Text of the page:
b) Peel eyes open at sound of incessantly beeping alarm clock and drag self out of bed. Eat toast in polar fleece dressing gown at kitchen bench, whilst simultaneously making lunches, washing dishes and barking commands: ‘India get dressed – NO you CANNOT wear your summer dress it is 2 degrees outside’.. ‘Arlo stop poking the fruit and eat your toast’… ‘Look in the drawer… the bottom one’…. ‘Arlo for the last time would you PLEASE GET YOUR HANDS OUT OF YOUR PANTS?!!’
And so you see, why I require a plan of action to help preserve my sanity.
Operation Out Of House is about just that: getting out and doing more stuff (stuff being a pretty broad term). Planning things to look forward to, and orchestrating reasons to get a bit tarted up and hit the town. Calling the uncles in to babysit, even if it is just to venture down the road for the kinder fund-raiser trivia night. It doesn’t have to be glamorous, just out, and preferably with people.
Winter brings out the hibernation instinct in all of us, and there are not many among us who can resist the allure of Ugg boots and the forgiving waistband of trackies in this weather (in Camberwell, they are referred to as yoga pants). In fact, more than one of my friends have recently admitted to changing into their jamies and dressing gown the moment they arrive home from school pickup! For the uninitiated among you, this would generally be any time from 4pm onward, depending on the schedule of after school activities. Well I salute you ladies (you know who you are). I see your dressing gown and I raise you a blankie and a glass of wine.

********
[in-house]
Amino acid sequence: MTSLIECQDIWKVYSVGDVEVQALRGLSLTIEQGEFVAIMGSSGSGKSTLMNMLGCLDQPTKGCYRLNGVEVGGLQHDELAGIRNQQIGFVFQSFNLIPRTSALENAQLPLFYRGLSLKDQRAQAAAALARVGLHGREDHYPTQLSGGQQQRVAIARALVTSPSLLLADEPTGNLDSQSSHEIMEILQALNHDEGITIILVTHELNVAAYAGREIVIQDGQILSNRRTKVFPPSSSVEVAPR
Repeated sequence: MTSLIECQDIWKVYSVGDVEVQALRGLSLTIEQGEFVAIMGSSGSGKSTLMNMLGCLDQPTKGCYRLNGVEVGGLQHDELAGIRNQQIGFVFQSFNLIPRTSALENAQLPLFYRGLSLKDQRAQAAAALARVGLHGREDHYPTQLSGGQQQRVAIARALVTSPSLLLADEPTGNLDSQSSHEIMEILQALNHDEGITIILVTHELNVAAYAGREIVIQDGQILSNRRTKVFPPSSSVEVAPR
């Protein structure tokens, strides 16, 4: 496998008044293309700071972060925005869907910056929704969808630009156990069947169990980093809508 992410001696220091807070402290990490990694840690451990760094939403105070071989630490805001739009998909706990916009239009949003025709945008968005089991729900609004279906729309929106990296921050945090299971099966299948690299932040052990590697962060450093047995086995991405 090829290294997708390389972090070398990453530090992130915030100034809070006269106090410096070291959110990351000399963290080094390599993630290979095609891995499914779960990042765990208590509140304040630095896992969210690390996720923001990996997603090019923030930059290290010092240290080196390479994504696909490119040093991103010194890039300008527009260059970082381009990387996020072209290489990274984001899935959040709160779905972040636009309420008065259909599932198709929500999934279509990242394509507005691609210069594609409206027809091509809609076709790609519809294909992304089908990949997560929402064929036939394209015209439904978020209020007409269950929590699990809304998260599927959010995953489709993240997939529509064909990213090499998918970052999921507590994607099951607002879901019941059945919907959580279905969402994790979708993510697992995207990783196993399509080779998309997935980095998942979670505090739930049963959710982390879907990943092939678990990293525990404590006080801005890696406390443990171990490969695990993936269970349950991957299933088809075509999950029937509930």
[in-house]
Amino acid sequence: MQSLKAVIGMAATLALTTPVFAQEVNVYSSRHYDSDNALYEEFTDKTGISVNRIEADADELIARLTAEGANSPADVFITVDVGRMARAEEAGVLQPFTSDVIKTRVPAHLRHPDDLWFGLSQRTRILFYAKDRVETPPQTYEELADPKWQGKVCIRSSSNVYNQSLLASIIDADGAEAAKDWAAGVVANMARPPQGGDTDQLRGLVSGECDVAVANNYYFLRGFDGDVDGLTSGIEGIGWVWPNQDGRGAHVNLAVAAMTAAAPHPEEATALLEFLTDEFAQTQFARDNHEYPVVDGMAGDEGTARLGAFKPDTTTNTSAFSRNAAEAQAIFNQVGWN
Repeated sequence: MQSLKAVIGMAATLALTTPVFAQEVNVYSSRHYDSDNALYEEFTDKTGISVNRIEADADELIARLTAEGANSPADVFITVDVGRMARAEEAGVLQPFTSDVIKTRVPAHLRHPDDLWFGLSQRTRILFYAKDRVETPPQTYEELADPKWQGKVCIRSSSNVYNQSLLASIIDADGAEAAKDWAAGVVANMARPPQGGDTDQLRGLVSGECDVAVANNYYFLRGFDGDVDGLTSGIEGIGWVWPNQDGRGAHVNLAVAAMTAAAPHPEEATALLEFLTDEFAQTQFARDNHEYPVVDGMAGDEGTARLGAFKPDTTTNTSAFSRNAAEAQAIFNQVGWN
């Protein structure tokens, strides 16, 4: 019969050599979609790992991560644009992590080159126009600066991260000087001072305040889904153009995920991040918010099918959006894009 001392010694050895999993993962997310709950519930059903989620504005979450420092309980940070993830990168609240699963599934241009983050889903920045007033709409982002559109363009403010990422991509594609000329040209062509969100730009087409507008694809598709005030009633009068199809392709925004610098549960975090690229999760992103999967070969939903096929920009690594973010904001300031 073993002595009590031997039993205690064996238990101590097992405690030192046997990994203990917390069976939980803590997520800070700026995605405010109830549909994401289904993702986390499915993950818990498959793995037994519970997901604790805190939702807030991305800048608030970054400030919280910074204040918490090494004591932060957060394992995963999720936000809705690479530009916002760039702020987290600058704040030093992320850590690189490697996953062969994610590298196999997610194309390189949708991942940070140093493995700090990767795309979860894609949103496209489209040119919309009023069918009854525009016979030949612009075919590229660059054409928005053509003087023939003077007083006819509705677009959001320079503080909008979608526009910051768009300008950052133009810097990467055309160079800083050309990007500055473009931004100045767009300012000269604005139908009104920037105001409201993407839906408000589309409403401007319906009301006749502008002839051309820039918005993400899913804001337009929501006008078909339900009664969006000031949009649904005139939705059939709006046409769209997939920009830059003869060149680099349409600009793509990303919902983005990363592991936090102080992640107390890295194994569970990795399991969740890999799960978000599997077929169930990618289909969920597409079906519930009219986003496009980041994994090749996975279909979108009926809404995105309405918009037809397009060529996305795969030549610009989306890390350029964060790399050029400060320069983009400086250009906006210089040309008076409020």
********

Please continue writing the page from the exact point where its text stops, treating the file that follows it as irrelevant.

My signature winter item is a pilled old cardigan which I refer to as my house jacket. It looks a bit like a doormat, but keeps out the drafts and doesn’t show up tea stains. It is strictly an inside, non-entertaining garment, not even allowable for supermarket outings.
So if my operation is a success, I’ll be spending a little less time ensconced in my daggy house jacket, and a litte more time taking in the company of friends in the worlds most liveable city.
I stepped out with my little Fanged one at the Australian Ballet last week, and it was fantastic! Despite the expected amount of fidgeting and a few grumpy looks some older patrons, it was a declared a success. An ice cream at the first interval, followed by a packet of crisps at the second. Alright! Dressing up, getting out of the house and introducing my daughter to The Arts – surely that’s worth triple points?
Lunch in Box Hill with a bestie and our two hungry, manic four year old boys was another experiment I undertook this week. It was somewhat less cosmopolitan than the ballet, but we did manage to keep them both seated and fit in a Tsingtao and a chat over our noodles. Cheers to us.
At the same restaurant a few days later, I enjoyed an adult date with Sally, where we fitted in a spot of reminiscing of that fabulous week together in NYC. After years of SMSing each other agenda items (one has to make the most of uninterupted conversations and cover all current issues), I finally went all out and printed a meeting agenda. It worked a treat, and were wrapping up the last few items as the staff stacked chairs on the tables around us.
My next evil plan, under the auspice of Operation Out Of House is to finalise a date for a girls weekend at my in-laws’ beach house. The email has gone out, the scene has been set for two glorious nights to ourselves. Now we just have to hope the calendar gods smile on us, and allow four frazzled women to do what they do best: Cook, eat, drink, sleep and talk until we’re blue in the face.